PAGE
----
the resource owner (102, 810) sending an authorization token to the resource requestor (104, 830) in response to the event occurrence, the authorization token serving as a proof of authorization delegated by the resource owner (102, 810) to be presented by the resource requestor (104, 830) to the resource residence (106, 820) so as to permit the resource requestor (104, 830) to access the one or more requested resources stored in the resource residence (106,820); characterized in that the authorization token comprises a verifiable structure comprising:
      one or more fields, the one or more fields comprising at least one of: a method to be used by the resource residence (106, 820) for authenticating the resource requestor (104, 830); and a strength of the method to be used by the resource residence (106, 820) for authenticating the resource requestor (104, 830); and
      a signature computed over the one or more fields, the signature being computed utilizing a private key of the resource owner (102, 810).
    2. The method of claim 1, wherein the event occurrence is receipt of a resource request by the resource owner (102, 810) from the resource requestor (104, 830) such that the resource requestor (104, 830) and the resource owner (102, 810) exchange a request and a response via a pull communication method (300, 400).
    3. The method of claim 1, wherein the event occurrence is an occurrence of a triggering event associated with an application program such that a communication method between the resource requestor (104, 830) and the resource owner (102, 810) is a push communication method.
    4. The method of claim 1, wherein the proof of authorization delegated by the resource owner (102, 810) is transferable from the resource requestor (104, 830) to at least another resource requestor (104, 830) such that another authorization token is presentable by the at least another resource requestor (104, 830) to the resource residence (106, 820) so as to permit the at least another resource requestor (104, 830) to access the one or more requested resources stored in the resource residence (106, 820).
    5. The method of claim 1, wherein obtaining the authorization token and presentation of the authorization token to gain access to the one or more requested resources is bound to an existing application protocol.
    6. Apparatus for implementing the first computing device representing the resource owner (102, 810), the apparatus comprising a memory (816) and a processor (814) coupled to the memory (816) and configured to perform steps of claim 1.
    7. A method, in a communication network wherein a first computing device represents a resource owner (102, 810) and a second computing device represents a resource requestor (104, 830), and wherein the resource owner (102, 810) having detected an occurrence of an event and the event occurrence representing a request to access one or more resources of the resource owner (102, 810) stored in a resource residence 106, 820); the method comprising:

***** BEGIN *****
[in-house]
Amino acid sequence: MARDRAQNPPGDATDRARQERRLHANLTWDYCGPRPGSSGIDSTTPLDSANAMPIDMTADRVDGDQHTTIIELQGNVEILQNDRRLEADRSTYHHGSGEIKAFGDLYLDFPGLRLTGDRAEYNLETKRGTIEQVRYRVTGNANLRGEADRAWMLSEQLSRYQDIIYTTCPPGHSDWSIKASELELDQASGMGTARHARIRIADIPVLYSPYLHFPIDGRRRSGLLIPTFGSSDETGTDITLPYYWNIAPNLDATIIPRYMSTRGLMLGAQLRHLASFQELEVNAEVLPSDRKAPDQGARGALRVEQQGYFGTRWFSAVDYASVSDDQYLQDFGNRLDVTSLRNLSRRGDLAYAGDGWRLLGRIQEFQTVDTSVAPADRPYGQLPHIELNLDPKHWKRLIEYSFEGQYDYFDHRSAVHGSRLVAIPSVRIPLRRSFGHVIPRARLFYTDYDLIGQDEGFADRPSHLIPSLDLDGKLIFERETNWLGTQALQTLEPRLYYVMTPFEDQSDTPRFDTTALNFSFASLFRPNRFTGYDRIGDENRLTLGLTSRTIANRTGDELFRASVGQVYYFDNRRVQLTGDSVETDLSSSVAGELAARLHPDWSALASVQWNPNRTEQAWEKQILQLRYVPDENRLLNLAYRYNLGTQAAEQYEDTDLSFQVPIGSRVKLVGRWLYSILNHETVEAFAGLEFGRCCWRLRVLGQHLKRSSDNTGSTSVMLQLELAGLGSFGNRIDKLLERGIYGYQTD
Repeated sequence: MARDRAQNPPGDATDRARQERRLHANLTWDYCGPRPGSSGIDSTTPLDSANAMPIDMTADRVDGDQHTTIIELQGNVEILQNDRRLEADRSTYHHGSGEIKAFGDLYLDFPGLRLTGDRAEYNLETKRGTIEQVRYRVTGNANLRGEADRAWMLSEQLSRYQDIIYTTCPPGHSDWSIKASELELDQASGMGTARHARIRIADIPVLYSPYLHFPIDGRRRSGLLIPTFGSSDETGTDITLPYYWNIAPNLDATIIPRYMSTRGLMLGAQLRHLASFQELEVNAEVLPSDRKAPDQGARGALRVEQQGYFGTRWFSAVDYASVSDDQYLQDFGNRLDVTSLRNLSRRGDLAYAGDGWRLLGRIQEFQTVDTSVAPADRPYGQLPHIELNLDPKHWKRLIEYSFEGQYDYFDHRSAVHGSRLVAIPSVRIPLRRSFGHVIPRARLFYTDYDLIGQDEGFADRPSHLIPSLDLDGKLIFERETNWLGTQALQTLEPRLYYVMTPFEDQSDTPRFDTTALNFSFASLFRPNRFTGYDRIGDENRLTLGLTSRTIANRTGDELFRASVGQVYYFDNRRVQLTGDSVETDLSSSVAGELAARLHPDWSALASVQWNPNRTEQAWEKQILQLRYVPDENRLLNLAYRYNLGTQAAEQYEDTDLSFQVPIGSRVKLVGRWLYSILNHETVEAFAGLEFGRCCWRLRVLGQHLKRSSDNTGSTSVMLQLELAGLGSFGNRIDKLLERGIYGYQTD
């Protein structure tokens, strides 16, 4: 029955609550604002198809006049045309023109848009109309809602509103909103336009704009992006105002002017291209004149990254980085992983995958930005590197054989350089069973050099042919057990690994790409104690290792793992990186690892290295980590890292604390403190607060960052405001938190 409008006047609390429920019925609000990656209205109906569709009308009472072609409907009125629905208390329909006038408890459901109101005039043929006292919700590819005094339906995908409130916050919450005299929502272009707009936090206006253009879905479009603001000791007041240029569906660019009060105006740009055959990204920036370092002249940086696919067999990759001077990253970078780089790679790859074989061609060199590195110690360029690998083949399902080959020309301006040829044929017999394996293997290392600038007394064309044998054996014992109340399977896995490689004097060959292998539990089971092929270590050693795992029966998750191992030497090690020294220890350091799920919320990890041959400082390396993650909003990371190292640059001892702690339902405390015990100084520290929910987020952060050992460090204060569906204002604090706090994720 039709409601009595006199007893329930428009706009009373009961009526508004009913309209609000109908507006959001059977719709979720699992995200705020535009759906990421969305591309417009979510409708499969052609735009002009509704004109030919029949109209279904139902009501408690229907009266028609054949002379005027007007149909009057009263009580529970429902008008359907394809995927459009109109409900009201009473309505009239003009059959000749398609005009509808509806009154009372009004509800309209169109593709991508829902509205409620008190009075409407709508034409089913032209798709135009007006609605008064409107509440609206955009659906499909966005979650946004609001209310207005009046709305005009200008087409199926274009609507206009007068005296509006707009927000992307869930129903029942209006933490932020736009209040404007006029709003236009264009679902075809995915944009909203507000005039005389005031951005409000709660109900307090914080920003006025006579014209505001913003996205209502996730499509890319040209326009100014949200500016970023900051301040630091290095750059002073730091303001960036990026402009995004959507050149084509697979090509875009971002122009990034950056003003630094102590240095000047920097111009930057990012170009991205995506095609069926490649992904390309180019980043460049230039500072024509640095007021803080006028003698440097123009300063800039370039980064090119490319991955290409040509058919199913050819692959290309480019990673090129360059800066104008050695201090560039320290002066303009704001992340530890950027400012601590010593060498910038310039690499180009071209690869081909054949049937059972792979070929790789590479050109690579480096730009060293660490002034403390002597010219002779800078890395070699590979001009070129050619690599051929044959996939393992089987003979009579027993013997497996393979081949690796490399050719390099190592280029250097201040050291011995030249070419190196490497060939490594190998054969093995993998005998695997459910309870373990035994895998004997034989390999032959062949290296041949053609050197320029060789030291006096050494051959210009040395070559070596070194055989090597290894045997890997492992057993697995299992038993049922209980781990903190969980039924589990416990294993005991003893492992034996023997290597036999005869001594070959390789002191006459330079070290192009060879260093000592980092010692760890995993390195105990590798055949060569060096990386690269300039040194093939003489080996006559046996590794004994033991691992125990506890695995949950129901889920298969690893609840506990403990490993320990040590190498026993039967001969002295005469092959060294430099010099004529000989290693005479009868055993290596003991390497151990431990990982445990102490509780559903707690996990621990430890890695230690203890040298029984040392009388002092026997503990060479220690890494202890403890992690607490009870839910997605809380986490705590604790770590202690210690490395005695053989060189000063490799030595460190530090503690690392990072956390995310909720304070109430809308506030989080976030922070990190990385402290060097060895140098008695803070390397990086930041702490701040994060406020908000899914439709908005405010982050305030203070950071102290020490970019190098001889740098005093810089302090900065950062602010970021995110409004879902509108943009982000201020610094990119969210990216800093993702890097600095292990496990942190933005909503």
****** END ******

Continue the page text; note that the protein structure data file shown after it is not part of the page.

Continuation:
the resource requestor (104, 830) receiving an authorization token sent by the resource owner (102, 810) in response to the event occurrence, the authorization token serving as a proof of authorization delegated by the resource owner (102, 810) to be presented by the resource requestor (104, 830) to the resource residence (106, 820) so as to permit the resource requestor (104, 830) to access the one or more requested resources stored in the resource residence (106, 820); characterized in that the authorization token comprises a verifiable structure comprising:
      one or more fields, the one or more fields comprising at least one of: a method to be used by the resource residence (106, 820) for authenticating the resource requestor (104, 830); and a strength of the method to be used by the resource residence (106, 820) for authenticating the resource requestor (104, 830); and
      a signature computed over the one or more fields, the signature being computed utilizing a private key of the resource owner (102, 810).
    8. The method of claim 7, further comprising the resource residence (106, 820) authenticating the resource requestor (104, 830) at least one of prior to the resource requestor (104, 830) presenting the authorization token to the resource residence (106, 820) and after the resource requestor (104, 830) presents the authorization token to the resource residence (106, 820).
    9. The method of claim 7, further comprising the resource residence (106, 820) verifying the authorization token presented by the resource requestor prior (104, 830) to acting on the one or more requested resources.
    10. A method, comprising:
      in a communication network wherein a first computing device represents a resource owner (102, 810) and a second computing device represents a resource requestor (104, 830), and wherein the resource owner (102, 810) detects an occurrence of an event and the event occurrence represents a request to access one or more resources of the resource owner (102, 810) stored in a resource residence (106, 820), and wherein the resource requestor (104, 830) receives an authorization token sent by the resource owner (102, 810) in response to the event occurrence; and
      the resource residence (106, 820) receiving the authorization token, the authorization token serving as a proof of authorization delegated by the resource owner (102, 810) to the resource requestor (104, 830) to permit the resource requestor (104, 830) to access the one or more requested resources stored in the resource residence (106, 820); characterized in that the authorization token comprises a verifiable structure comprising:
      one or more fields, the one or more fields comprising at least one of: a method to be used by the resource residence (106, 820) for authenticating the resource requestor (104, 830); and a strength of the method to be used by the resource residence (106, 820) for authenticating the resource requestor (104, 830); and
      a signature computed over the one or more fields, the signature being computed utilizing a private key of the resource owner (102, 810).
    EP11707005.2A 2010-03-12 2011-02-22 Secure dynamic authority delegation Active EP2545482B1 (en)

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    KR101560440B1 (en) 2015-10-14
    US20110225643A1 (en) 2011-09-15
    WO2011112345A1 (en) 2011-09-15
    EP2545482A1 (en) 2013-01-16
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    JP2013522722A (en) 2013-06-13
    EP3396574A1 (en) 2018-10-31